Hey there, time traveller!
This article was published 4/12/2012 (1300 days ago), so information in it may no longer be current.
NEW YORK -- Finally, some optimism.
A marathon day of collective bargaining meetings between NHL owners and players wrapped up with a sight not previously seen during the 12-week lockout -- deputy commissioner Bill Daly and NHLPA special counsel Steve Fehr standing beside one another at a podium talking about the progress made during negotiations.
"In some ways, I'd say it might be the best day we've had, which isn't too overly optimistic of a picture -- there's still a lot of work to do and a lot to be done," Fehr said after the sides broke just before midnight Tuesday. "We will be back at it tomorrow morning."
The league and union were expected to return to the bargaining table around 9 a.m. today, a couple hours before the start of a board of governors meeting. Daly said that event would go ahead as planned.
With commissioner Gary Bettman and NHLPA executive director Donald Fehr excusing themselves from the bargaining table, players and owners engaged in a stirring round of negotiations. Different variations of the group shuffled between rooms at a midtown Manhattan hotel as whispers of optimism circulated.
Penguins captain Sidney Crosby was among the 18 players who sat across from six team owners, which included Pittsburgh's Ron Burkle, and those two were said to be strong voices in the room, according to sources.
"Sid's a team guy," said a source close to Crosby. "He's about the game."
Even though Bettman and Donald Fehr stayed out of the official sessions, they were present at the hotel and held private sessions with their constituents.
It was hoped that an altered dynamic at the bargaining table might break the stalemate in talks. Bettman tabled the idea last week after the sides spent two unsuccessful days with U.S. federal mediators.
Four of the owners in attendance were taking part in their first bargaining session -- Burkle, Winnipeg's Mark Chipman, Toronto's Larry Tanenbaum and Tampa's Jeff Vinik -- and were accompanied by Boston's Jeremy Jacobs and Calgary's Murray Edwards, both part of the NHL's negotiating committee.
The players in attendance represented a cross-section of the NHLPA's membership.
Stars like Crosby, Jonathan Toews, Ryan Miller and Brad Richards joined the likes of Ron Hainsey, Mathieu Darche and Kevin Westgarth, who have been heavily involved throughout the summer.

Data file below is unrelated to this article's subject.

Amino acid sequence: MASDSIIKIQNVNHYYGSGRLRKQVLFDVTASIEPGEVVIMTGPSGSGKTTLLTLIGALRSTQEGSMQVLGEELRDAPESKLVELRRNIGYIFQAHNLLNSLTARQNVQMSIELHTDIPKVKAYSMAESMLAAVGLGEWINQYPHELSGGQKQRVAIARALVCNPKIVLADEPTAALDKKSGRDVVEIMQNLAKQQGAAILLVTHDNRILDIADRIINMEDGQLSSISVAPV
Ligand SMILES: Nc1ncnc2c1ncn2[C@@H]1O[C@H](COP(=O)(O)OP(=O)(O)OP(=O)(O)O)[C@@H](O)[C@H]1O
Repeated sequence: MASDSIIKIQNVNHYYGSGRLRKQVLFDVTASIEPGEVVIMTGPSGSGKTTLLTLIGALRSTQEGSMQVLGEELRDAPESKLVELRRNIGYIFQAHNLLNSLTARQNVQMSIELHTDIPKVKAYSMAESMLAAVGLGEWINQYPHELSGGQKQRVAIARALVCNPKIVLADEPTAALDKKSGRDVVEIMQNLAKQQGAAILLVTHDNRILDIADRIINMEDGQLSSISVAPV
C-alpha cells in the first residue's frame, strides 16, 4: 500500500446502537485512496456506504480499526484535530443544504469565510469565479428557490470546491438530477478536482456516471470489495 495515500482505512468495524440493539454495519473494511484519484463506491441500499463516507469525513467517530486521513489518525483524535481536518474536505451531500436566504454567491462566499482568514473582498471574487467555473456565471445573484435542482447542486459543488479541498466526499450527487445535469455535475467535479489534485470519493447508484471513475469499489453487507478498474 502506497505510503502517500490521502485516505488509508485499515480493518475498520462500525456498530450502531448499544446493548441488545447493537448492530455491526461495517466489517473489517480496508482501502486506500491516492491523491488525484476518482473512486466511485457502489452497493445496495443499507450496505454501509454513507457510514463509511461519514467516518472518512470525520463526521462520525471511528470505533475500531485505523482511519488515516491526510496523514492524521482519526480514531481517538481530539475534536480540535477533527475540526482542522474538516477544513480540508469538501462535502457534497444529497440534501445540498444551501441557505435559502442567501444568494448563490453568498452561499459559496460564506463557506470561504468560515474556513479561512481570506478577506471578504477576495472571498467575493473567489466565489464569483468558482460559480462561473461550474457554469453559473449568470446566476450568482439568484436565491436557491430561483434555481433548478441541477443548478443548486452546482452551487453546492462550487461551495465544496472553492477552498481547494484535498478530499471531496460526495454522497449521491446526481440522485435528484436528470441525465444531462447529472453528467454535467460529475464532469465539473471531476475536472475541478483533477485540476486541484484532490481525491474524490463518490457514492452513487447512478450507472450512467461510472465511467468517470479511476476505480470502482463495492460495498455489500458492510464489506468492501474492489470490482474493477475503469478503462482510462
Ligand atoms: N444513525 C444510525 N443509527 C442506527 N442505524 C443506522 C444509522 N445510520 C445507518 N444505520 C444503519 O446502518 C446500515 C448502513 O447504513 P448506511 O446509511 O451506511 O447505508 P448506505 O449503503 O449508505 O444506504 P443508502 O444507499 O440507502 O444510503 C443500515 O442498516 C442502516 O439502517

"I appreciate the efforts of the players in particular -- we had 18 players in there today and six of the owners," said Daly. "I think everybody is working hard, I think everybody wants to get a deal done, so I think that's encouraging.
"We look forward to hopefully making more progress tomorrow."
There appeared to be a heightened sense of urgency around negotiations, with the league's board of governors scheduled to gather today and more cancellations expected by the end of the week. All regular-season games through Dec. 14, plus the Winter Classic and all-star game, have already been wiped off the schedule.
Money remains the biggest issue for the sides to bridge.
Even though both the league and union have proposed a 50-50 split of revenues, they remain separated on payments to be made outside the system to help ease the transition from the previous deal, which saw players receive 57 per cent. The NHL has offered $211 million in deferred compensation while the union has asked for $393 million.
There are also a number of rules governing player contracts that must be worked out before a new CBA is signed.
"We're going to work hard to try and get a deal," said Daly.
Business down near NHL arenas
THE NHL lockout is forcing some merchants near hockey arenas into the penalty box but giving power plays to others farther afield, says a report issued Tuesday.
The report by credit and debit card processor Moneris found overall spending at venues near arenas in Winnipeg, Vancouver, Toronto, Montreal and Calgary has decreased more than 11 per cent from a year ago on a game day.
Drinking establishments are being hit hardest, with business falling nearly 35 per cent.
Merchants away from arenas, however, have been benefiting from the 11-week labour dispute, with spending up 5.4 per cent from a game day in 2011.
-- The Canadian Press